In yet another embodiment, the second device further is adapted to output data to another data transmission path, the second device being adapted to output data to the other data transmission path when, such as soon as or trigged by, the data has been received from the data transmission path. In this manner, only a single buffer is required per device or node in a network of such devices. In this manner, the data, when captured, is automatically provided on an output of the device and thereby forwarded to a next device for this device to capture the data when able to do so.

Normally, systems comprise a structure not similar to the overall structure (physical layout of the conductors and paths) of data transport for transporting the clock to the devices. Oftentimes, the positions of the devices is determined by space and routing requirements of a chip, where after a clock tree structure is added independently of the data transport structure in order to provide the clocking signals to the devices.

An alternative to this would be a structure which has clock signal transmission paths substantially parallel to the data transmission path. This has advantages in relation to which delays may occur between data and clocking signals.

In a particular embodiment, the first flank is of a first flank type, the second flank is of a second flank type, the first flank type being the second flank type inverted, and wherein the first and second devices are adapted to identify, as the first and second flanks, respectively, the same flank type, the system further comprising an inverting element adapted to invert the clocking signal and transmit the inverted clocking signal to the other of the first and the second device. This is independent on the actual paths of the clocking signal in relation to the data paths.

In an alternative embodiment:

    • the first flank is of a first flank type,
    • the second flank is of a second flank type, the first flank type being the second flank type inverted,
    • the first and second devices are adapted to identify, as the first and second flanks, respectively, the same flank type, and
    • one of the first and the second devices is adapted to receive the clocking signal, invert the clocking signal and transmit the inverted clocking signal to the other of the first and second device.

In this manner, the clocking signal may flow through the same devices as the data. This may be in the same direction as the data or a direction opposite thereto. In this embodiment, the actual device may invert the clocking signal before feeding this to the parts determining the first and second flanks—or may invert the signal at clocking signal output of the device. Preferably, all devices perform the inverting before determining the flanks, or all devices perform the inverting close to the timing signal output.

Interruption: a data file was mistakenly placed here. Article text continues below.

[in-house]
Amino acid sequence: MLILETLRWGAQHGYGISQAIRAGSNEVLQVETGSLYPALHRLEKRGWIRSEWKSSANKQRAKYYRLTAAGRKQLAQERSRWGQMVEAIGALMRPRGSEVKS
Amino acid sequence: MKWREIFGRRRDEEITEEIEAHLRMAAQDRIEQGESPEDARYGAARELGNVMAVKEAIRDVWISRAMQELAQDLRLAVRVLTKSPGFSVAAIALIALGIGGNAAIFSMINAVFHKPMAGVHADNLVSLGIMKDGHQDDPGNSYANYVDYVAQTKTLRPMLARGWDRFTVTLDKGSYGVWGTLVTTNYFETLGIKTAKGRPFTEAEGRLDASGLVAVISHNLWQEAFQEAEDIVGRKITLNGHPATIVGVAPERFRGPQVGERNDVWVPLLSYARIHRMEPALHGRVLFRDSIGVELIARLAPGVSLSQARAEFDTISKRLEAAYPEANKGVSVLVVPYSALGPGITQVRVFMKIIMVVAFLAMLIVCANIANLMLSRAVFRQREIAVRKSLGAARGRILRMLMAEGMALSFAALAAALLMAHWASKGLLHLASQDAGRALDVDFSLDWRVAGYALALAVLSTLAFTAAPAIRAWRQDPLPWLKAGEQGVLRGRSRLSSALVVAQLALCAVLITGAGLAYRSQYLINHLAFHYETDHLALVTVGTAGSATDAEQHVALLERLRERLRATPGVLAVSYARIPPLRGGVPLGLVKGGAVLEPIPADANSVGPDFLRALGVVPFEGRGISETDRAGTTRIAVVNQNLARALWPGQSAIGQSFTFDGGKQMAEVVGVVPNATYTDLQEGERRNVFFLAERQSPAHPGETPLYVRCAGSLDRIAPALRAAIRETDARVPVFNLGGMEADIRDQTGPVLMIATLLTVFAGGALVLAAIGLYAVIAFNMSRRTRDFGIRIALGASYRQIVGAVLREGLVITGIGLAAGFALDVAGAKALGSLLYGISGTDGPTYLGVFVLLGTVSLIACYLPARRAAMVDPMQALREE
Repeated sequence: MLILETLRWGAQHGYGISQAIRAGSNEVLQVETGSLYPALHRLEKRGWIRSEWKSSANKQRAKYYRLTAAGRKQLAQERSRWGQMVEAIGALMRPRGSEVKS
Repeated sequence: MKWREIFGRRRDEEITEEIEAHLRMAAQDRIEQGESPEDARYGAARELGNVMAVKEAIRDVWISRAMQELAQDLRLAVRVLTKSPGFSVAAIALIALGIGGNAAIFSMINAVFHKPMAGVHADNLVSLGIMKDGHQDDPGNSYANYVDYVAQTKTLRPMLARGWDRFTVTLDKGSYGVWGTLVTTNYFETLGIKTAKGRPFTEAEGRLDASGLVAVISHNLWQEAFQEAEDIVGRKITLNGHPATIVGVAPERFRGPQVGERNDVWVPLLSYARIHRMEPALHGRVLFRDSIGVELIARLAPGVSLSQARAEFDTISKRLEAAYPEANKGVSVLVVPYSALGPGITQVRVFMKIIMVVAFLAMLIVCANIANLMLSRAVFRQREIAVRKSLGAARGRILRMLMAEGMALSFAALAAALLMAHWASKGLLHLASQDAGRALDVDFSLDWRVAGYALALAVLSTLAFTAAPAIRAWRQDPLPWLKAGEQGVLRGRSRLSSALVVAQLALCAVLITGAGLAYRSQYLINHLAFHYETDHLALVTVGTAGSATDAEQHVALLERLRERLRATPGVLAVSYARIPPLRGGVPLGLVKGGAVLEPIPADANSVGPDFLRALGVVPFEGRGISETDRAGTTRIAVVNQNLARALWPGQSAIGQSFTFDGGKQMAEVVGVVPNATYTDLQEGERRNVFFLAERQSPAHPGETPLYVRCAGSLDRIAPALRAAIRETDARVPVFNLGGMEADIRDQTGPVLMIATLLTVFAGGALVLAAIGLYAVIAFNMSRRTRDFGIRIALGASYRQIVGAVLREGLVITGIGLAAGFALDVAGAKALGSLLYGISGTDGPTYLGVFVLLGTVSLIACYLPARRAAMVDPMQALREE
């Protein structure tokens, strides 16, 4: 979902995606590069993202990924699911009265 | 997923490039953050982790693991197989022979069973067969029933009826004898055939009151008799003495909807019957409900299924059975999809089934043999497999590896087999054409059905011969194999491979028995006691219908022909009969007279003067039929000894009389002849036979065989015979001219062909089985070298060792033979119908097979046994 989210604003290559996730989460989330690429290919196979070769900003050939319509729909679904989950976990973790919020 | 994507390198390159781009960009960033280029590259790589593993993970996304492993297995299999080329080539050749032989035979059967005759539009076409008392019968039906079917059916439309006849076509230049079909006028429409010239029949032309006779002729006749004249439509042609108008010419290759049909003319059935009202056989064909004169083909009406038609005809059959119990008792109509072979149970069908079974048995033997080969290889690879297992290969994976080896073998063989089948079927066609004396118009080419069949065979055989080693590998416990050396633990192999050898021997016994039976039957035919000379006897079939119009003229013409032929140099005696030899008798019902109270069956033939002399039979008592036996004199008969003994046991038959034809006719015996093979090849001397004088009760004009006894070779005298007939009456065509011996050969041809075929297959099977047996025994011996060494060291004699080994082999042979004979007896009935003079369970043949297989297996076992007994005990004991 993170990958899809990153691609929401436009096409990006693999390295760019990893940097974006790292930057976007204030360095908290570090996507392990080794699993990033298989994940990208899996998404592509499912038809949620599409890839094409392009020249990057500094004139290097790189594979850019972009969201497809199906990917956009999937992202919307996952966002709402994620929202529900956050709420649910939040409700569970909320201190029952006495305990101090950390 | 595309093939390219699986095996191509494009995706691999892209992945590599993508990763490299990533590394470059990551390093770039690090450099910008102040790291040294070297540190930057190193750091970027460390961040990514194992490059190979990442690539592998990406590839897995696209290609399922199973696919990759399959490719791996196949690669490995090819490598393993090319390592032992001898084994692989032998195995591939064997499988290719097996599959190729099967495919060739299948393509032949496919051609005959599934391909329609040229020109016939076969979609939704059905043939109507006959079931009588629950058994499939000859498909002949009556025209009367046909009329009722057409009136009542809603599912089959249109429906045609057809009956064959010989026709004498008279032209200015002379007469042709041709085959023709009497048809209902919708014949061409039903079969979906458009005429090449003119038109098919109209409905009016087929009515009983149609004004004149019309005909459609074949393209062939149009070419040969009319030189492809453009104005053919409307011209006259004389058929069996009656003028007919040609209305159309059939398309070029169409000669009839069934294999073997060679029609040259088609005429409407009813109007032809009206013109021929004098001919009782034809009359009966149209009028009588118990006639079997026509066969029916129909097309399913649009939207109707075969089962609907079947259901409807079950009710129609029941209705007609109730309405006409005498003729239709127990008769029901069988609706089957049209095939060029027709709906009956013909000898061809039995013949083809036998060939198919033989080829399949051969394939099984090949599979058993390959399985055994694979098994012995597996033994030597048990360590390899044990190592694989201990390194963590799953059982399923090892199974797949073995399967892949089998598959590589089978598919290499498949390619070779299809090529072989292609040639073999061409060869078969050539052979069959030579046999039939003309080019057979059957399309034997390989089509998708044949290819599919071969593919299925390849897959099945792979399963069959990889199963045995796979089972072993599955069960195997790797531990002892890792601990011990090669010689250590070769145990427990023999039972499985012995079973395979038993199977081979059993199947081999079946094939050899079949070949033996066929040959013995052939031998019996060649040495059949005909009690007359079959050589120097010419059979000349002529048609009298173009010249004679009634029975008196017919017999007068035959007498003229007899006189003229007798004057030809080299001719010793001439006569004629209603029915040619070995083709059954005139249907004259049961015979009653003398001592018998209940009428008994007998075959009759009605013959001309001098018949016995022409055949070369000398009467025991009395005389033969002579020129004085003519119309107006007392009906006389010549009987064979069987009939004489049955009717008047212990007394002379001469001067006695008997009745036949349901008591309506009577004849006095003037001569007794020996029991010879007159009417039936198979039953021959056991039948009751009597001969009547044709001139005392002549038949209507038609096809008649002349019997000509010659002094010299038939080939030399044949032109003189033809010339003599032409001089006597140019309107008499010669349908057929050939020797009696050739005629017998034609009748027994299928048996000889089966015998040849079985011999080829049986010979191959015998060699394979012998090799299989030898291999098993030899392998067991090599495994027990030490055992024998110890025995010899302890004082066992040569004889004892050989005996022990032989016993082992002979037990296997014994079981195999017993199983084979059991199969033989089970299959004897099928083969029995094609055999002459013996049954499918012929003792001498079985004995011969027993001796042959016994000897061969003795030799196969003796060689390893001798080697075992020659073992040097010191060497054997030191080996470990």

In these embodiments, the first and second devices may operate on the same flank type, such as a high-to-low or a low-to-high change in a square signal, while still operating on different flanks of the original clocking signal and corresponding different points in time—due to the inverting element.

In fact, when the devices may act on the same flank type (but different points in time), the devices may be identical, so that:

    • the first device is additionally adapted to:
      • receive the data from a second data transmission path and
      • identify the second flank of the first period of the clocking signal and then output information relating to whether the first device has received or is able to receive data from the second data transmission path,
    • the second device is additionally adapted to:
      • output data to a third data transmission path (for receipt by a third device) and
      • determine whether it has received receiver information (from the third device) and, if so, identify the first flank of the first period of the clocking signal and then transmit information to the third device.

An alternative to this identity would simply be to generate different first and second devices adapted to actually operate on the different flank types.

Clearly, this means that long chains of devices may be formed, where every second device acts on the first flank of the original clocking signal and every second on the second flank, where a change from the first flank type to the second flank type and vice versa may be performed between neighbouring devices.

It is also clear that the above and below behaviour may be repeated in each period of the clocking signal or a number of such periods.

In a second aspect, the invention relates to a device for use as the first device in the system of the first aspect.

In a third aspect, the invention relates to a method of transmitting data from a first device to a second device in a system wherein:

    • the first device is adapted to output data to a data transmission path,
    • the second device is adapted to receive the data from the data transmission path,
    • a clock generator is adapted to generate a periodic clocking signal comprising a period having a first and a second flanks,
      the method comprising:
    • the second device identifying the first flank of a first period of the clocking signal and then outputting to the first device receiver information relating to whether the second device has received or is able to receive data from the data transmission path,